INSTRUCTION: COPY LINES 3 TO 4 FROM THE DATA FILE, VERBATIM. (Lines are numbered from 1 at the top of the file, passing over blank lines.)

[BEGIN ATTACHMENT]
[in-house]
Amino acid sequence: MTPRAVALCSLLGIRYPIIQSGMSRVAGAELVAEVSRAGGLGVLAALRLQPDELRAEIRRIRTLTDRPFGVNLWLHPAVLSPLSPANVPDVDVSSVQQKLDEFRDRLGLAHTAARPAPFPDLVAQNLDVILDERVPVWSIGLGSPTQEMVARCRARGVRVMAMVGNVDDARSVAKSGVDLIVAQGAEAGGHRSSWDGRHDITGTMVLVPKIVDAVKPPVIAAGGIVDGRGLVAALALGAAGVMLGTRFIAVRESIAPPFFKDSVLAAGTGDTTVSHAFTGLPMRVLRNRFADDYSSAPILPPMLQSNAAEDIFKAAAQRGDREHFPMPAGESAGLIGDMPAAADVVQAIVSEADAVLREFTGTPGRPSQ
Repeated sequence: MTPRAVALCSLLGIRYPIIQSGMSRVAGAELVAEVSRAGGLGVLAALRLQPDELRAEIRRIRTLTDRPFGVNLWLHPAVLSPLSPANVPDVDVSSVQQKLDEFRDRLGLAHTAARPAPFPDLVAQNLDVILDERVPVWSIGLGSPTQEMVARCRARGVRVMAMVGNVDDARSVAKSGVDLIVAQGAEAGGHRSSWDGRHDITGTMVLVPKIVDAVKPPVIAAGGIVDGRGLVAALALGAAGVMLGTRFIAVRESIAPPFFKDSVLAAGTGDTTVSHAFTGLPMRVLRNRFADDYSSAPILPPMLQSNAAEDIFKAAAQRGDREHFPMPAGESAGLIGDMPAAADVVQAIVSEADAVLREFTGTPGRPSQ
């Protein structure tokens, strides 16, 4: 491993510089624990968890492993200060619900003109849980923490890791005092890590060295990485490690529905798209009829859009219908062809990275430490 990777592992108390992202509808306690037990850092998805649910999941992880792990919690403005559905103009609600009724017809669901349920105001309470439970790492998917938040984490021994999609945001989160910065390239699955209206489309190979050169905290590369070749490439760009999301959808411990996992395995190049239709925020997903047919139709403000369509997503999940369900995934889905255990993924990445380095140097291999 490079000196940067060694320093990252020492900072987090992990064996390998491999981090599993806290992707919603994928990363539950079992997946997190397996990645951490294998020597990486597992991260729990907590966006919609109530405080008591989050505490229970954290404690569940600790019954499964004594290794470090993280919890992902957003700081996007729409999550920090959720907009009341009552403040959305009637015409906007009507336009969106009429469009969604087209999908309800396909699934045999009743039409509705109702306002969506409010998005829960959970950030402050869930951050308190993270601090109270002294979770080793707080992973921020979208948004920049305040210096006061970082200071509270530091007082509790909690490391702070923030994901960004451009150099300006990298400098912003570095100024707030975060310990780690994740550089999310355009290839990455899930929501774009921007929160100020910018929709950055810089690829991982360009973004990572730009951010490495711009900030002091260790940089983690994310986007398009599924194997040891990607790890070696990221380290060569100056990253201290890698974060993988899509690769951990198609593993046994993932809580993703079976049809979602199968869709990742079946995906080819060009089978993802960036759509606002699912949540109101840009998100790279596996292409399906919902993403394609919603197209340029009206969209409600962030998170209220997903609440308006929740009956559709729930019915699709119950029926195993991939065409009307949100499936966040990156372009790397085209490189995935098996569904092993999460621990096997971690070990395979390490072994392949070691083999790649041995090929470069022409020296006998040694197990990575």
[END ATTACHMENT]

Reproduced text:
Repeated sequence: MTPRAVALCSLLGIRYPIIQSGMSRVAGAELVAEVSRAGGLGVLAALRLQPDELRAEIRRIRTLTDRPFGVNLWLHPAVLSPLSPANVPDVDVSSVQQKLDEFRDRLGLAHTAARPAPFPDLVAQNLDVILDERVPVWSIGLGSPTQEMVARCRARGVRVMAMVGNVDDARSVAKSGVDLIVAQGAEAGGHRSSWDGRHDITGTMVLVPKIVDAVKPPVIAAGGIVDGRGLVAALALGAAGVMLGTRFIAVRESIAPPFFKDSVLAAGTGDTTVSHAFTGLPMRVLRNRFADDYSSAPILPPMLQSNAAEDIFKAAAQRGDREHFPMPAGESAGLIGDMPAAADVVQAIVSEADAVLREFTGTPGRPSQ
């Protein structure tokens, strides 16, 4: 491993510089624990968890492993200060619900003109849980923490890791005092890590060295990485490690529905798209009829859009219908062809990275430490 990777592992108390992202509808306690037990850092998805649910999941992880792990919690403005559905103009609600009724017809669901349920105001309470439970790492998917938040984490021994999609945001989160910065390239699955209206489309190979050169905290590369070749490439760009999301959808411990996992395995190049239709925020997903047919139709403000369509997503999940369900995934889905255990993924990445380095140097291999 490079000196940067060694320093990252020492900072987090992990064996390998491999981090599993806290992707919603994928990363539950079992997946997190397996990645951490294998020597990486597992991260729990907590966006919609109530405080008591989050505490229970954290404690569940600790019954499964004594290794470090993280919890992902957003700081996007729409999550920090959720907009009341009552403040959305009637015409906007009507336009969106009429469009969604087209999908309800396909699934045999009743039409509705109702306002969506409010998005829960959970950030402050869930951050308190993270601090109270002294979770080793707080992973921020979208948004920049305040210096006061970082200071509270530091007082509790909690490391702070923030994901960004451009150099300006990298400098912003570095100024707030975060310990780690994740550089999310355009290839990455899930929501774009921007929160100020910018929709950055810089690829991982360009973004990572730009951010490495711009900030002091260790940089983690994310986007398009599924194997040891990607790890070696990221380290060569100056990253201290890698974060993988899509690769951990198609593993046994993932809580993703079976049809979602199968869709990742079946995906080819060009089978993802960036759509606002699912949540109101840009998100790279596996292409399906919902993403394609919603197209340029009206969209409600962030998170209220997903609440308006929740009956559709729930019915699709119950029926195993991939065409009307949100499936966040990156372009790397085209490189995935098996569904092993999460621990096997971690070990395979390490072994392949070691083999790649041995090929470069022409020296006998040694197990990575």